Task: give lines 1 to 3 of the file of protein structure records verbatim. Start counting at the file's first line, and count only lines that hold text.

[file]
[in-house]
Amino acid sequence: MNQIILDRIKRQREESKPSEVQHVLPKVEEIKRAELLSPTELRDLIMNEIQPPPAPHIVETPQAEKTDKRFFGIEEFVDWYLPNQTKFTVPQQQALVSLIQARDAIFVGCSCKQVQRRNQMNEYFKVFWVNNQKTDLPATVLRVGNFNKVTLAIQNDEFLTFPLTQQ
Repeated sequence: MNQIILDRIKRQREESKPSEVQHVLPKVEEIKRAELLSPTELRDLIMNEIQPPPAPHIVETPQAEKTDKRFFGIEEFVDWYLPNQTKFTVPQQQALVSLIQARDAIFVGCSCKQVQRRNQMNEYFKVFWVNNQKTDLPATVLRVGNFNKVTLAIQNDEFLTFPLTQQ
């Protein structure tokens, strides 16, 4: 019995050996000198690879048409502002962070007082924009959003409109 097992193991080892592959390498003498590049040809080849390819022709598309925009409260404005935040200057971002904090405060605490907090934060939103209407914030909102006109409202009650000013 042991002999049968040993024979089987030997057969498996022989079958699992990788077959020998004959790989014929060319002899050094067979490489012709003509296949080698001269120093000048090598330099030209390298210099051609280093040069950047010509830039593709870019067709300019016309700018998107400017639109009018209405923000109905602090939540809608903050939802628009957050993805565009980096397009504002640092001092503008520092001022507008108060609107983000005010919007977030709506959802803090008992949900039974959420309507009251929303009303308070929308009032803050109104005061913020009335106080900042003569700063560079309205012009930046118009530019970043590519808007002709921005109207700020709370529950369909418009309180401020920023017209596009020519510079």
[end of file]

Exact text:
[in-house]
Amino acid sequence: MNQIILDRIKRQREESKPSEVQHVLPKVEEIKRAELLSPTELRDLIMNEIQPPPAPHIVETPQAEKTDKRFFGIEEFVDWYLPNQTKFTVPQQQALVSLIQARDAIFVGCSCKQVQRRNQMNEYFKVFWVNNQKTDLPATVLRVGNFNKVTLAIQNDEFLTFPLTQQ
Repeated sequence: MNQIILDRIKRQREESKPSEVQHVLPKVEEIKRAELLSPTELRDLIMNEIQPPPAPHIVETPQAEKTDKRFFGIEEFVDWYLPNQTKFTVPQQQALVSLIQARDAIFVGCSCKQVQRRNQMNEYFKVFWVNNQKTDLPATVLRVGNFNKVTLAIQNDEFLTFPLTQQ